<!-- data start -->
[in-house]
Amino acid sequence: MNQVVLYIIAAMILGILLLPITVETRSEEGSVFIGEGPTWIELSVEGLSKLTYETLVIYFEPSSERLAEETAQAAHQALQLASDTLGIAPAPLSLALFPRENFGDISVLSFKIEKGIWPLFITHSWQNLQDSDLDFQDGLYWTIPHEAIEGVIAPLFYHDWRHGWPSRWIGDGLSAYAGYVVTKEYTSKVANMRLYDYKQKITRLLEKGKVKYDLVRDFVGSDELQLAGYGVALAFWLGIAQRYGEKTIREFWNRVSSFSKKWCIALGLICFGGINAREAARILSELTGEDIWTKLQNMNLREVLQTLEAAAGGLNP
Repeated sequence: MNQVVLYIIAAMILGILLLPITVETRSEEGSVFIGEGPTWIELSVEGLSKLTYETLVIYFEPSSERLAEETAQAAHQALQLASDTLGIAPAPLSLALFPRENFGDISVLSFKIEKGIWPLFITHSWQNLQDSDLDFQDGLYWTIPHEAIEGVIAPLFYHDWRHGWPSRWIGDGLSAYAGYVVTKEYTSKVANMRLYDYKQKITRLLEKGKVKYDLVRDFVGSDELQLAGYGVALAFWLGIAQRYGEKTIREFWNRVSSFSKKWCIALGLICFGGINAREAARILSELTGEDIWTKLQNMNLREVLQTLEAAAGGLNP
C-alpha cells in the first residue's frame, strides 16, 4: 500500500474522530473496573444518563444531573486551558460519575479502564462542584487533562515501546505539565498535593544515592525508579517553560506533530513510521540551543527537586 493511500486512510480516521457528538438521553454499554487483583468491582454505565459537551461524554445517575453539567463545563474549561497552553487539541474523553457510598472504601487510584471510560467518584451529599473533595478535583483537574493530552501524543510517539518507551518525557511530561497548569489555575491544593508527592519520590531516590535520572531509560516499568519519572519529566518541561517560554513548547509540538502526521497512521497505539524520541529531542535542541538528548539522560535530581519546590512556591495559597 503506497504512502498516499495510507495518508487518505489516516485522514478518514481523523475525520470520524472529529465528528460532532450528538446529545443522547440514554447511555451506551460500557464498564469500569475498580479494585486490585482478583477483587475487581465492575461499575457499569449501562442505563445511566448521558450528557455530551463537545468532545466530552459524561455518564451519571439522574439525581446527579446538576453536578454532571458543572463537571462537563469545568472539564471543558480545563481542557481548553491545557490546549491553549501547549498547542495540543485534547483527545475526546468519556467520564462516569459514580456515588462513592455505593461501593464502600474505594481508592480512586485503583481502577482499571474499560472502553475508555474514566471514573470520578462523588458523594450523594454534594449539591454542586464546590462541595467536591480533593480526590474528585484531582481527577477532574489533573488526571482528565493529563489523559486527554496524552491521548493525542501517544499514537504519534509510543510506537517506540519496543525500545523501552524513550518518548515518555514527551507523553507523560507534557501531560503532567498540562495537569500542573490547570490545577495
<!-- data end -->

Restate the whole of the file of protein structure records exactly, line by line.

[in-house]
Amino acid sequence: MNQVVLYIIAAMILGILLLPITVETRSEEGSVFIGEGPTWIELSVEGLSKLTYETLVIYFEPSSERLAEETAQAAHQALQLASDTLGIAPAPLSLALFPRENFGDISVLSFKIEKGIWPLFITHSWQNLQDSDLDFQDGLYWTIPHEAIEGVIAPLFYHDWRHGWPSRWIGDGLSAYAGYVVTKEYTSKVANMRLYDYKQKITRLLEKGKVKYDLVRDFVGSDELQLAGYGVALAFWLGIAQRYGEKTIREFWNRVSSFSKKWCIALGLICFGGINAREAARILSELTGEDIWTKLQNMNLREVLQTLEAAAGGLNP
Repeated sequence: MNQVVLYIIAAMILGILLLPITVETRSEEGSVFIGEGPTWIELSVEGLSKLTYETLVIYFEPSSERLAEETAQAAHQALQLASDTLGIAPAPLSLALFPRENFGDISVLSFKIEKGIWPLFITHSWQNLQDSDLDFQDGLYWTIPHEAIEGVIAPLFYHDWRHGWPSRWIGDGLSAYAGYVVTKEYTSKVANMRLYDYKQKITRLLEKGKVKYDLVRDFVGSDELQLAGYGVALAFWLGIAQRYGEKTIREFWNRVSSFSKKWCIALGLICFGGINAREAARILSELTGEDIWTKLQNMNLREVLQTLEAAAGGLNP
C-alpha cells in the first residue's frame, strides 16, 4: 500500500474522530473496573444518563444531573486551558460519575479502564462542584487533562515501546505539565498535593544515592525508579517553560506533530513510521540551543527537586 493511500486512510480516521457528538438521553454499554487483583468491582454505565459537551461524554445517575453539567463545563474549561497552553487539541474523553457510598472504601487510584471510560467518584451529599473533595478535583483537574493530552501524543510517539518507551518525557511530561497548569489555575491544593508527592519520590531516590535520572531509560516499568519519572519529566518541561517560554513548547509540538502526521497512521497505539524520541529531542535542541538528548539522560535530581519546590512556591495559597 503506497504512502498516499495510507495518508487518505489516516485522514478518514481523523475525520470520524472529529465528528460532532450528538446529545443522547440514554447511555451506551460500557464498564469500569475498580479494585486490585482478583477483587475487581465492575461499575457499569449501562442505563445511566448521558450528557455530551463537545468532545466530552459524561455518564451519571439522574439525581446527579446538576453536578454532571458543572463537571462537563469545568472539564471543558480545563481542557481548553491545557490546549491553549501547549498547542495540543485534547483527545475526546468519556467520564462516569459514580456515588462513592455505593461501593464502600474505594481508592480512586485503583481502577482499571474499560472502553475508555474514566471514573470520578462523588458523594450523594454534594449539591454542586464546590462541595467536591480533593480526590474528585484531582481527577477532574489533573488526571482528565493529563489523559486527554496524552491521548493525542501517544499514537504519534509510543510506537517506540519496543525500545523501552524513550518518548515518555514527551507523553507523560507534557501531560503532567498540562495537569500542573490547570490545577495